Amsterdam Science Park centre of Big Data revolution

Amsterdam Science Park has been in the news rather more than usual lately. The park’s ground-breaking research has been highlighted in the Financiele Dagblad’s ongoing series on big data, while last week the Volkskrant focused on its towering data centres. For park director Leo le Duc, the coverage reflects “an increasing awareness of Amsterdam Science Park’s importance, as well as the far-reaching impact of data science and its disruptive effects in many fields. Here at the park, we are having a much bigger influence on the world than people ever realized before, and now our contribution is beginning to be widely recognized.”

In the past, he explains, the park’s work was seen in isolation. “Innovation starts with fundamental research,” he says. “Twenty years ago, such research was seen as relevant only to the world of science. Now, we have important connections to business, and our research institutes have been joined by spin-offs and start-ups. Many big companies have bases here, including KPN, AKZO Nobel, DSM, and Tata Steel. Bosch is the latest arrival, with the new UvA- Bosch DELTA Lab. Having these companies close to the source of fundamental research is speeding up innovation.”

The early development of the Internet technology in the 1990s which took place at Amsterdam Science Park , is currently impacting society in ways which our researchers back then could never have imagined, and Le Duc points out that history is set to repeat itself with today’s fledgling disciplines. “Here at the park we are currently developing quantum software, contributing to the quantum computing revolution which will one day, but I am sure sooner than we foresee, change everything through super-fast, super-safe computers,” he says. “The same applies to deep –and machine learning techniques. Then there are the next generation of Nano materials which we are researching here, these have the potential to enormously increase the efficiency of solar cells, boosting sustainable energy methods, and will have a huge impact on medical technologies and treatments.”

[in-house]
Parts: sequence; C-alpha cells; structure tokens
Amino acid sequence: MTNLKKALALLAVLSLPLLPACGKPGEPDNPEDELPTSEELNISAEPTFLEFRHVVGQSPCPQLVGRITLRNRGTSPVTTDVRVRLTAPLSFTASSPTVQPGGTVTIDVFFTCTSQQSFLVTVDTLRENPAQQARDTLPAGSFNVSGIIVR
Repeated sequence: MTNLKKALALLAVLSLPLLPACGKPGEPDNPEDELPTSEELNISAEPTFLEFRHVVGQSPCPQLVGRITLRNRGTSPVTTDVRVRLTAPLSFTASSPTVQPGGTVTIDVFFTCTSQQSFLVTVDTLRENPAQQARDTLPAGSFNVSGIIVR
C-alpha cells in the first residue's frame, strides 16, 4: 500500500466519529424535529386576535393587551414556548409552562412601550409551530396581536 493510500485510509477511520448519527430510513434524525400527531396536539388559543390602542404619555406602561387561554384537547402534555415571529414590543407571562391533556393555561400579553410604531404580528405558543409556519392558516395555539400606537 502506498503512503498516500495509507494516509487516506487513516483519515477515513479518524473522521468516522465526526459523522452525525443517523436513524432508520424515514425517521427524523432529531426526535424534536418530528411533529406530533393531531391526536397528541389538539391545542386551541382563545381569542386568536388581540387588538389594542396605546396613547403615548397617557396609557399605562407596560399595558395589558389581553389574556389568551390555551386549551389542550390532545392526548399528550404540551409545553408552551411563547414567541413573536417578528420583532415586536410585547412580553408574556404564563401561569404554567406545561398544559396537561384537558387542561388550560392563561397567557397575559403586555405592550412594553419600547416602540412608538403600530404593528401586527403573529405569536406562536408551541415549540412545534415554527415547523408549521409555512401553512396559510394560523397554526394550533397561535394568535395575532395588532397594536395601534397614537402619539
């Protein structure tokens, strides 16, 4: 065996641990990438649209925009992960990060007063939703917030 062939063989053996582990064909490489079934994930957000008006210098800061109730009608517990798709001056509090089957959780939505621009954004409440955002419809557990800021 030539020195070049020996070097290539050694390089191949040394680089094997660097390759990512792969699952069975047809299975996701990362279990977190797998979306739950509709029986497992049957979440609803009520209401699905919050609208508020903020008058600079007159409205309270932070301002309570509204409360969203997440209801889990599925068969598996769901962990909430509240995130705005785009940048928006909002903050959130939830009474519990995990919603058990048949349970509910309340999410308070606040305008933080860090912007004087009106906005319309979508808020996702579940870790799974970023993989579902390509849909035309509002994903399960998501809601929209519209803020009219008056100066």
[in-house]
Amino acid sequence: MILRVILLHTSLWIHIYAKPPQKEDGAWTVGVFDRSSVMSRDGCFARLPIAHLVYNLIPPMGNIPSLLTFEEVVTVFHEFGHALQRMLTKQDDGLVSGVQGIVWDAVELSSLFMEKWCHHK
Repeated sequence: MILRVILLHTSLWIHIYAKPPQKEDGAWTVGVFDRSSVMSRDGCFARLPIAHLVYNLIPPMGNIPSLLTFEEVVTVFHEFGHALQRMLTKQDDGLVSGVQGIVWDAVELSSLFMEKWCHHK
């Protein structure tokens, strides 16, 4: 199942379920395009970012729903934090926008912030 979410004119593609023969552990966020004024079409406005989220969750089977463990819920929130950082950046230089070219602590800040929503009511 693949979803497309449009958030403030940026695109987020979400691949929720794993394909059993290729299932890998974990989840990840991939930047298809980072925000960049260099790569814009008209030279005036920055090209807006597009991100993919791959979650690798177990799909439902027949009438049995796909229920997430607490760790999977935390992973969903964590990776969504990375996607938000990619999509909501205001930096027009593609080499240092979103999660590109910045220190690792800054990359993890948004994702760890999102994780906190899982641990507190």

“Amsterdam Science Park is a mixed and open environment”

These current developments are exciting, as is the growth of Amsterdam Science Park itself, he adds. “We are in a great position as we have the knowledge and the infrastructure needed to accelerate innovations like no one else,” he says. “These possibilities draws people to us. Soon Matrix Innovation Center starts with our next multi-tenant lab – and office building, which it seems will be fully booked even before construction begins. This indicates how attractive we are. Amsterdam Science Park is a mixed and open environment. Companies who invest here aren’t just renting space – they are becoming part of a unique community with the potential to transform the world by applying the fruits of fundamental research.”